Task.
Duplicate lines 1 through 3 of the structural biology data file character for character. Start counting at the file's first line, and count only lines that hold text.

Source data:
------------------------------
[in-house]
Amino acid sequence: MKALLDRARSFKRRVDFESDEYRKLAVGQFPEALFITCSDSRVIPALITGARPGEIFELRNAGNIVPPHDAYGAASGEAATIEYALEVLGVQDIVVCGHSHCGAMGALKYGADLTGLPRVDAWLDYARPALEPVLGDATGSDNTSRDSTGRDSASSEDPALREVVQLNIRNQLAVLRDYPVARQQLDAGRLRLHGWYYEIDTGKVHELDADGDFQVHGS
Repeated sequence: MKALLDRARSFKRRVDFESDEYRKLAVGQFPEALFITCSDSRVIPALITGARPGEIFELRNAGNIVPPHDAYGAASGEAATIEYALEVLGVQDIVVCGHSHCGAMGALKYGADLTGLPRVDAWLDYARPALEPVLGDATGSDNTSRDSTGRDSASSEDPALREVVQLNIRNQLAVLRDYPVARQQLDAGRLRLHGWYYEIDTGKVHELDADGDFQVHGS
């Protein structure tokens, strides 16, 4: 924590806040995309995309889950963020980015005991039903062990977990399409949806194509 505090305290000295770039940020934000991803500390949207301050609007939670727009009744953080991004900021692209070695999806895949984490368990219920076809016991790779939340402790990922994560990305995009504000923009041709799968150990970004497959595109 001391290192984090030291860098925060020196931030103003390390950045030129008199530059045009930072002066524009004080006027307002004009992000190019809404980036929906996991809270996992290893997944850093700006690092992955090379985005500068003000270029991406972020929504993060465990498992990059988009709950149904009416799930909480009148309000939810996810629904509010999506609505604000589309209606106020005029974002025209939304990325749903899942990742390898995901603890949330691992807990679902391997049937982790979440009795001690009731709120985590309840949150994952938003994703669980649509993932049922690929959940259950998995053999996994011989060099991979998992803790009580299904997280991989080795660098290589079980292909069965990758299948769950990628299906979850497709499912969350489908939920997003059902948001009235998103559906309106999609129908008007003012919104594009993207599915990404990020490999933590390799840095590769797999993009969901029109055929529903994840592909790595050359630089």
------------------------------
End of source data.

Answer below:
[in-house]
Amino acid sequence: MKALLDRARSFKRRVDFESDEYRKLAVGQFPEALFITCSDSRVIPALITGARPGEIFELRNAGNIVPPHDAYGAASGEAATIEYALEVLGVQDIVVCGHSHCGAMGALKYGADLTGLPRVDAWLDYARPALEPVLGDATGSDNTSRDSTGRDSASSEDPALREVVQLNIRNQLAVLRDYPVARQQLDAGRLRLHGWYYEIDTGKVHELDADGDFQVHGS
Repeated sequence: MKALLDRARSFKRRVDFESDEYRKLAVGQFPEALFITCSDSRVIPALITGARPGEIFELRNAGNIVPPHDAYGAASGEAATIEYALEVLGVQDIVVCGHSHCGAMGALKYGADLTGLPRVDAWLDYARPALEPVLGDATGSDNTSRDSTGRDSASSEDPALREVVQLNIRNQLAVLRDYPVARQQLDAGRLRLHGWYYEIDTGKVHELDADGDFQVHGS